What Is Pollution?
Pollution is the introduction of harmful materials into the environment. These pollutants can damage the quality of the air, water, and land and can have lasting effects on the environment. There are a lot of things that can produce pollution. Some of them are natural, like volcanic ash, but more often than not, they are created by human activity. What can be difficult is that plenty of things that are useful for humans are the very things that produce the most pollution. However, all living things depend on Earth's supply of clean natural resources, and there's much more to lose when the environment is in poor condition.
Pollution comes from many places, but the most prominent sources are human-made. Gas-powered cars and burning coal create air pollution. Garbage from homes and businesses can create land and water pollution, and chemical poisons like pesticides can seep into waterways and pollute the water.
Pollution may not seem like a big deal at first because the effects you see around you can be small; one might assume that the garbage only affects your local landfill, pesticides only affect your lawn, and the exhaust from one vehicle isn't that much. In a way, that's true: Urban areas where there is a larger population density are usually far more polluted than countrysides and remote locations. However, it's also misguided for two reasons. The first is that one household may not have a big effect, but there are many households in a community, county, state, or country, and when people in all of these households contribute to pollution, it adds up. But beyond that, pollution can also affect other places: The wind, ocean currents, and animals can help to carry pollutants far from their source, meaning that the damage you do in your own yard could cause negative effects many miles away. In fact, pesticides have even been found in the Antarctic!
Water pollution is a particularly large problem. In fact, garbage and microplastics have found their way into the Pacific Ocean in large amounts, creating the Great Pacific Garbage Patch. There are actually two patches, one between Hawaii and Japan called the Western Garbage Patch and one between Hawaii and California called the Eastern Garbage Patch. Both patches are linked together by a Subtropical Convergence Zone, where warm water from the Pacific Ocean connects to the cooler water in the Arctic Ocean has essentially created a highway that moves debris between the two patches. While it's true that water can break some materials down over time, most of the debris in the two garbage patches is not biodegradable, so it only breaks into smaller pieces. This means that the garbage patch likely won't get smaller without human intervention. And to make things worse, the sea floor beneath it is likely also a heap of trash because most marine debris sinks to the bottom of the ocean.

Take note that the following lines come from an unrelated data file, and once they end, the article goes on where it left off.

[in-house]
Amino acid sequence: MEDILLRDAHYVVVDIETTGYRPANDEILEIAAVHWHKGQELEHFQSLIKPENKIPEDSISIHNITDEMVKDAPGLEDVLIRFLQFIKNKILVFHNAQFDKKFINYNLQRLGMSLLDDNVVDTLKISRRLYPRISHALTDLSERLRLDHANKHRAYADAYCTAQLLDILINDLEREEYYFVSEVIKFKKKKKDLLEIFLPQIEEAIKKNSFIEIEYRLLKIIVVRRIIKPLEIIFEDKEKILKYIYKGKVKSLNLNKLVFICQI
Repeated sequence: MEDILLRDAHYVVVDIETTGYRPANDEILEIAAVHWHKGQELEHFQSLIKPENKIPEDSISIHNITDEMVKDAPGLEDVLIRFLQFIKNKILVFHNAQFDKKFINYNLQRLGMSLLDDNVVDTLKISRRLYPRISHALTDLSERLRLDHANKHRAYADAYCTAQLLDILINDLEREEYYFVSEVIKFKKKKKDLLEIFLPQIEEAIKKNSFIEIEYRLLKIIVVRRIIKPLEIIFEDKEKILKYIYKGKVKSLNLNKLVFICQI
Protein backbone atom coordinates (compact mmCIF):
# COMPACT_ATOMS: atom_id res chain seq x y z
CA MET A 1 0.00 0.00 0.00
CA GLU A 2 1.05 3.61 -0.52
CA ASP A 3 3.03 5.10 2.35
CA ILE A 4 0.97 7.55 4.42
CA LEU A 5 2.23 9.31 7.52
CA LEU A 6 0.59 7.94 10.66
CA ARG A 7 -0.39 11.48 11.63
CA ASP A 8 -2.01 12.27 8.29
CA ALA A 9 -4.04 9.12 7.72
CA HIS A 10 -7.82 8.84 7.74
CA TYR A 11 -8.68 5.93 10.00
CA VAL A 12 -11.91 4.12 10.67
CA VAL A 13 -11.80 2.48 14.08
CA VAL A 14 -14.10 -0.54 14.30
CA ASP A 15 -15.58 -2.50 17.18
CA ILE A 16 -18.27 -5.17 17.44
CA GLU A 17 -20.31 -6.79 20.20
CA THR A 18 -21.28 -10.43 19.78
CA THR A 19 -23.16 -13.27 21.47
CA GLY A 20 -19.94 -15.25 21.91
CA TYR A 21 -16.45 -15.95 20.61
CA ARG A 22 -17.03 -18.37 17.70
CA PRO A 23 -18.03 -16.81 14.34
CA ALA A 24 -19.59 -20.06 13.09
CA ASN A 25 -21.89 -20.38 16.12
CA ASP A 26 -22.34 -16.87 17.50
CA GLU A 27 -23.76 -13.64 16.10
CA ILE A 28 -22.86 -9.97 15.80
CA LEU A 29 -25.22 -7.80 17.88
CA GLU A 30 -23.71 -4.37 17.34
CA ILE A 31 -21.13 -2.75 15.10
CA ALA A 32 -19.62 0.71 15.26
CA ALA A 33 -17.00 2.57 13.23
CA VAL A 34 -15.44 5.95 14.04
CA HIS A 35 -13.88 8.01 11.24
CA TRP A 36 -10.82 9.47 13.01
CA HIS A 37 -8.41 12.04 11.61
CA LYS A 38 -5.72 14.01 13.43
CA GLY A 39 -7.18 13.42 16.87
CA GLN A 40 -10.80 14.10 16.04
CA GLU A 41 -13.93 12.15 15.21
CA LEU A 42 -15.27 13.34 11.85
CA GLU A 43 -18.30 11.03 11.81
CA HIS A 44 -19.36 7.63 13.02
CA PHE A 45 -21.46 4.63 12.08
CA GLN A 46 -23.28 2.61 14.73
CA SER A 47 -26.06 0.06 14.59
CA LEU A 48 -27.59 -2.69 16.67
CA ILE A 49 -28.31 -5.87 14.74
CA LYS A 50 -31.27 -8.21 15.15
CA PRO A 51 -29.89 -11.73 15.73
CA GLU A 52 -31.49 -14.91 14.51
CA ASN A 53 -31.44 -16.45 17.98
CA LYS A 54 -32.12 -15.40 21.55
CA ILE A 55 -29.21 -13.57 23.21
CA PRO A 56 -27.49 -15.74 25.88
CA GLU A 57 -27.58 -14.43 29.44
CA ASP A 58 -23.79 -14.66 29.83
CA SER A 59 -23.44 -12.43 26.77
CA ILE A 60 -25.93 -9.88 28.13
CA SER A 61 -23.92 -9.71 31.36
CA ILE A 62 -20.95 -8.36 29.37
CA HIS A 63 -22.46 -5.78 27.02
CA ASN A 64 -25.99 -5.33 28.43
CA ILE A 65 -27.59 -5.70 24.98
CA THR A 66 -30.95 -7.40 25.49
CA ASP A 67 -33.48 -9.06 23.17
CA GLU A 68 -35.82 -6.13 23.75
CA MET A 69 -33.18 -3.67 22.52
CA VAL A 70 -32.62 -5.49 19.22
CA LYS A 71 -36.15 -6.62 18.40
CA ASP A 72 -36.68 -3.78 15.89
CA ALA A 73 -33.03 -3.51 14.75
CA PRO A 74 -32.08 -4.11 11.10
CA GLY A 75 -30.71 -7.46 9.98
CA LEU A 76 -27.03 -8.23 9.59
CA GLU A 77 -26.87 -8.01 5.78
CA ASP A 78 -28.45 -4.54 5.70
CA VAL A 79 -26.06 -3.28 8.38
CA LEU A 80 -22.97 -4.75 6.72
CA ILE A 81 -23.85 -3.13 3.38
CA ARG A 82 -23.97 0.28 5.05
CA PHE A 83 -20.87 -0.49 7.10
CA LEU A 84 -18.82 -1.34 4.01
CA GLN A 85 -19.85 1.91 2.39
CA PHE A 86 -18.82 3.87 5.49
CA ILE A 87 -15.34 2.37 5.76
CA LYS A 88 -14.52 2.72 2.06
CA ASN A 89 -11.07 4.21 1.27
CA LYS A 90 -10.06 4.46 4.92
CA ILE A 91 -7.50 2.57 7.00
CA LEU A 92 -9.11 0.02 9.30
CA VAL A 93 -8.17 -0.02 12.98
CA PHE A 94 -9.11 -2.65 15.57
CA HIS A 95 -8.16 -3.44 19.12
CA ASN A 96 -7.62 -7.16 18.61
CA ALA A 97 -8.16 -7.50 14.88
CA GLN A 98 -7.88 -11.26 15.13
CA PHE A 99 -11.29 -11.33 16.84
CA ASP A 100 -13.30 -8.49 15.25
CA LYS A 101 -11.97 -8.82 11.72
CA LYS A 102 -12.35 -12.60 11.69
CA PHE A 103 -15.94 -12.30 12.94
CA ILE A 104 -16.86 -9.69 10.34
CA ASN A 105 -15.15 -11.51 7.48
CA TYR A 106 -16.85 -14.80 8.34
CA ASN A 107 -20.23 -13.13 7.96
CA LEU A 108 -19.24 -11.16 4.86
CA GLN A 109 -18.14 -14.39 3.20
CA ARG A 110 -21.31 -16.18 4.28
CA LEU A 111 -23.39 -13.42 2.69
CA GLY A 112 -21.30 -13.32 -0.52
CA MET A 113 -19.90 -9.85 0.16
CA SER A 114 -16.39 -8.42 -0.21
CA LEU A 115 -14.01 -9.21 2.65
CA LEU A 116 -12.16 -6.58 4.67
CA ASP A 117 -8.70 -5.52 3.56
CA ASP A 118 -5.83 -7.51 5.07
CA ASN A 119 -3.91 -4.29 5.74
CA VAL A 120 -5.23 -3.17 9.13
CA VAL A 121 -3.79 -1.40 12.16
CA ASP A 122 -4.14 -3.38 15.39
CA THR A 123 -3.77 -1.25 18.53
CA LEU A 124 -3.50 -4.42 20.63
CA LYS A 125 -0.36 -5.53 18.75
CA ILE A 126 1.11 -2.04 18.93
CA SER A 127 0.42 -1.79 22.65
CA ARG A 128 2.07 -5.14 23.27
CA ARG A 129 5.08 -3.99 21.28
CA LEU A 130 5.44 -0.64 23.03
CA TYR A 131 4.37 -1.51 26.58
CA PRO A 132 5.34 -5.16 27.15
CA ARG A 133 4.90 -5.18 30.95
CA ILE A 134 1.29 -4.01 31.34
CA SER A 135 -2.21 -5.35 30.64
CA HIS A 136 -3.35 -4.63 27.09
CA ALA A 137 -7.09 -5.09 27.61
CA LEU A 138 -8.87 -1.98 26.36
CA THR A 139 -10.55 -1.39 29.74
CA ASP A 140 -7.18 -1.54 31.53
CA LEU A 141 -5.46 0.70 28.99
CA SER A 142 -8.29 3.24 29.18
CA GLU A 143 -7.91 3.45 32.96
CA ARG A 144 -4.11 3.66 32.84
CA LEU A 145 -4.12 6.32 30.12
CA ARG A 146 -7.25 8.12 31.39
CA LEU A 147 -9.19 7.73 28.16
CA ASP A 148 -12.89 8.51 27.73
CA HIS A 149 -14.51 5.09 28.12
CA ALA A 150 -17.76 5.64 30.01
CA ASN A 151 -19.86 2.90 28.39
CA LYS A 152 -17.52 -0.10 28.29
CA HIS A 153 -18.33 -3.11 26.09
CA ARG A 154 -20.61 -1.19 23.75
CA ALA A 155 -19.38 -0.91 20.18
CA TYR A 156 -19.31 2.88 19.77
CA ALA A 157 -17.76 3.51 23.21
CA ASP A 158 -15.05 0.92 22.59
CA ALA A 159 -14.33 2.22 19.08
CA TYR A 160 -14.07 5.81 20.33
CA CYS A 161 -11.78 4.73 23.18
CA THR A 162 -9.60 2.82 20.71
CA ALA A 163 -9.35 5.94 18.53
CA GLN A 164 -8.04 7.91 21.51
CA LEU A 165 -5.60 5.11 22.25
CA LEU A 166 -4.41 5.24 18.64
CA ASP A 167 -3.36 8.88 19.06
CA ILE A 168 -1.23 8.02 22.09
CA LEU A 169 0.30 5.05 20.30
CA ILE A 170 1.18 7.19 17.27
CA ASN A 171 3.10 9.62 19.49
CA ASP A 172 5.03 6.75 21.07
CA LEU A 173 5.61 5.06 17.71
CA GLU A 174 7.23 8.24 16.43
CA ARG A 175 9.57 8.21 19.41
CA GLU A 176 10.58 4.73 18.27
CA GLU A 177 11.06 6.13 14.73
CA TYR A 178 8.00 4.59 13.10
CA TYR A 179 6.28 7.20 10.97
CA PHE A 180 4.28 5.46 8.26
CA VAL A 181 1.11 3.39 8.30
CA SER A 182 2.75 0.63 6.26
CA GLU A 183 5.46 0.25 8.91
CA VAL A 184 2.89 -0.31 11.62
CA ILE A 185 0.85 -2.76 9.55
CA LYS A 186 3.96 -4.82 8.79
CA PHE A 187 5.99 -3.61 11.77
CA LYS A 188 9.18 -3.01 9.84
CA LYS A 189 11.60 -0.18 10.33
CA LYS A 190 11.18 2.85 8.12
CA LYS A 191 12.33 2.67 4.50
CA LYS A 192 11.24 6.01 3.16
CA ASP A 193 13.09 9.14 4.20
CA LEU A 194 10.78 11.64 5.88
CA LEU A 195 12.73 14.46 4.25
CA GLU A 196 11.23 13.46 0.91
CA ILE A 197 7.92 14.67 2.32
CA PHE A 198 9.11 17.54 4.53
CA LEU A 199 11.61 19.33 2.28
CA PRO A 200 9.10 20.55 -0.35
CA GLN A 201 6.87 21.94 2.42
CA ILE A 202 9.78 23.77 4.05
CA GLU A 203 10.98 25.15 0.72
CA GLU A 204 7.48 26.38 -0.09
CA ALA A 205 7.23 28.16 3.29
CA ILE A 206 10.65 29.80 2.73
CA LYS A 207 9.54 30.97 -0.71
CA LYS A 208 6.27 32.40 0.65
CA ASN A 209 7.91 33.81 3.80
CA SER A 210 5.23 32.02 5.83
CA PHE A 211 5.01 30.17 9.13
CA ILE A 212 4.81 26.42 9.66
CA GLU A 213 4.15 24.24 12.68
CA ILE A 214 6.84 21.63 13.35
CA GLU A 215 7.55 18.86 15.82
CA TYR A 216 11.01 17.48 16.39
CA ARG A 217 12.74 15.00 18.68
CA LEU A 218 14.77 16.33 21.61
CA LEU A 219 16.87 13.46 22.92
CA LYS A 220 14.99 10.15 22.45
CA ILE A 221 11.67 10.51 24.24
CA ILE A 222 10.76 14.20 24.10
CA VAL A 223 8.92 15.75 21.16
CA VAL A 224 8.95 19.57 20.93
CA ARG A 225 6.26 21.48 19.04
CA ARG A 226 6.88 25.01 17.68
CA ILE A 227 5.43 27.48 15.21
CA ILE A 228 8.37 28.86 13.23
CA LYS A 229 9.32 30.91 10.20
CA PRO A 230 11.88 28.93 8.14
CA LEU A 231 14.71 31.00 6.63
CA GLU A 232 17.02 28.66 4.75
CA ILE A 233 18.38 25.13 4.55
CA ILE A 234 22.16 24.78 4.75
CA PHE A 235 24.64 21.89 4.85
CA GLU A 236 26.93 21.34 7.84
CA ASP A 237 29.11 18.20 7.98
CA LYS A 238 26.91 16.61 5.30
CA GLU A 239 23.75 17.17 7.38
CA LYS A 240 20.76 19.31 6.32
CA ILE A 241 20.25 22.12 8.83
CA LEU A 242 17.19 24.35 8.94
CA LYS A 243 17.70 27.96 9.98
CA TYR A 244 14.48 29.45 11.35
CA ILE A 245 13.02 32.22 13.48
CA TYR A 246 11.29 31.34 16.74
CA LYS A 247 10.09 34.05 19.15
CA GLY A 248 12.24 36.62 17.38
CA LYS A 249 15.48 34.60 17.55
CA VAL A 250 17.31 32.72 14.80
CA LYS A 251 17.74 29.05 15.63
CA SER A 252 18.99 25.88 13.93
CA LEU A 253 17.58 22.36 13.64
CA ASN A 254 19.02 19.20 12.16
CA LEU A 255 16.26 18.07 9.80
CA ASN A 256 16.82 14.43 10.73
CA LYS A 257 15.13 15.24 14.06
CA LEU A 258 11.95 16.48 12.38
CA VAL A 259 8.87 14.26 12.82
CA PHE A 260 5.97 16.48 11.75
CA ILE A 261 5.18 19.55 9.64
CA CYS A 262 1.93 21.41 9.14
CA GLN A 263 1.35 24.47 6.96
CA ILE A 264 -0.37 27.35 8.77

Here are some facts you might not have known about how much pollution affects our world:
- Scientists estimate that by the year 2050, there will be more plastic in the ocean than fish.
- Pollution affects more than 100 million people and is one of the biggest killers in the world.
- More than 1 million birds and 100,000 sea mammals are killed each year by pollutants.
- Almost half of the lakes in America can't be used for fishing or swimming because they are too polluted.
- Fish can't tell the difference between plastic and food and will often try to eat plastic if they see it in front of them. But since plastic doesn't biodegrade, it sits in their stomachs and starves them.
- China and Indonesia combined account for a third of total ocean pollution.
- The United States uses 25% of the world's resources, which creates a large amount of air pollution.
- Recycling helps! In 2010, it prevented more than 85 million tons of materials from being disposed of in landfills, which is 18 million more tons than in 1980, and it's only getting better.
- Corporations are the largest contributors to pollution, but every little bit helps! If you and your family make a plan to use less pollutants and recycle, you can help lessen the amount of pollutants in the world.